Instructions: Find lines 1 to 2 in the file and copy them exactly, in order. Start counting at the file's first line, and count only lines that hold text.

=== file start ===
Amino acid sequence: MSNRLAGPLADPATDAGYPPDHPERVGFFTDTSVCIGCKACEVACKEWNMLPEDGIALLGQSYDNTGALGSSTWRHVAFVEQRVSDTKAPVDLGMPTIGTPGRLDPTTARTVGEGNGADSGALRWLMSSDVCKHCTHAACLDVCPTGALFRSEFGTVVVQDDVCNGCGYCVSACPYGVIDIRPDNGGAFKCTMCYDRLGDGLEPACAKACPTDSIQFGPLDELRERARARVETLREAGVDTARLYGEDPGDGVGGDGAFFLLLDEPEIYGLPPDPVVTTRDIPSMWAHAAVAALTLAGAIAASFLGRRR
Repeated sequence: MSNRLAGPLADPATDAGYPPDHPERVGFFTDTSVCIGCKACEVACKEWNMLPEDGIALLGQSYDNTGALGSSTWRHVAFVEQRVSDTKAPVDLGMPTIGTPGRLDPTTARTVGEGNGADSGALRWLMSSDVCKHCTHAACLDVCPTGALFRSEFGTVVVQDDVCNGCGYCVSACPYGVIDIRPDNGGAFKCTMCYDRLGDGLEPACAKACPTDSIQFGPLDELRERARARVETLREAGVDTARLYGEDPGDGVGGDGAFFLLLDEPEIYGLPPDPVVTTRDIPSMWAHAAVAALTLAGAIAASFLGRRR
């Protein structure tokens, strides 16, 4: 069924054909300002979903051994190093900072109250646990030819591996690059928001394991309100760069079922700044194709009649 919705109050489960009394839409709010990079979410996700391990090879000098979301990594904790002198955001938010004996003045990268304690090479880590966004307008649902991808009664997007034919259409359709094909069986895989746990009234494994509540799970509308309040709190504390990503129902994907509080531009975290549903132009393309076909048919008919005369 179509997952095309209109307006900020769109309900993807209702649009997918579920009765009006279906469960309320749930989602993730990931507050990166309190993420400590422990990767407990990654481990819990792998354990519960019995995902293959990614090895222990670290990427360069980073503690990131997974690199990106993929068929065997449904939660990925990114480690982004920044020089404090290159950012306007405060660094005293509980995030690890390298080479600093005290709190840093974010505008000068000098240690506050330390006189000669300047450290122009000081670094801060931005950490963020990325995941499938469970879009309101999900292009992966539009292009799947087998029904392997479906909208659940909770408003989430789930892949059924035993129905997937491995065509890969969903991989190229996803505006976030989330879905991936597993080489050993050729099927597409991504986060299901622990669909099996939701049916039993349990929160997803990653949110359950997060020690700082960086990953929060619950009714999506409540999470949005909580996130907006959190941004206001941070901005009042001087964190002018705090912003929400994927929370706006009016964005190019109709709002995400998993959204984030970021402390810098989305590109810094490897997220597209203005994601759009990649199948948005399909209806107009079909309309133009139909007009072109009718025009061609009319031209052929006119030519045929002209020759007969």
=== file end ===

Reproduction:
Amino acid sequence: MSNRLAGPLADPATDAGYPPDHPERVGFFTDTSVCIGCKACEVACKEWNMLPEDGIALLGQSYDNTGALGSSTWRHVAFVEQRVSDTKAPVDLGMPTIGTPGRLDPTTARTVGEGNGADSGALRWLMSSDVCKHCTHAACLDVCPTGALFRSEFGTVVVQDDVCNGCGYCVSACPYGVIDIRPDNGGAFKCTMCYDRLGDGLEPACAKACPTDSIQFGPLDELRERARARVETLREAGVDTARLYGEDPGDGVGGDGAFFLLLDEPEIYGLPPDPVVTTRDIPSMWAHAAVAALTLAGAIAASFLGRRR
Repeated sequence: MSNRLAGPLADPATDAGYPPDHPERVGFFTDTSVCIGCKACEVACKEWNMLPEDGIALLGQSYDNTGALGSSTWRHVAFVEQRVSDTKAPVDLGMPTIGTPGRLDPTTARTVGEGNGADSGALRWLMSSDVCKHCTHAACLDVCPTGALFRSEFGTVVVQDDVCNGCGYCVSACPYGVIDIRPDNGGAFKCTMCYDRLGDGLEPACAKACPTDSIQFGPLDELRERARARVETLREAGVDTARLYGEDPGDGVGGDGAFFLLLDEPEIYGLPPDPVVTTRDIPSMWAHAAVAALTLAGAIAASFLGRRR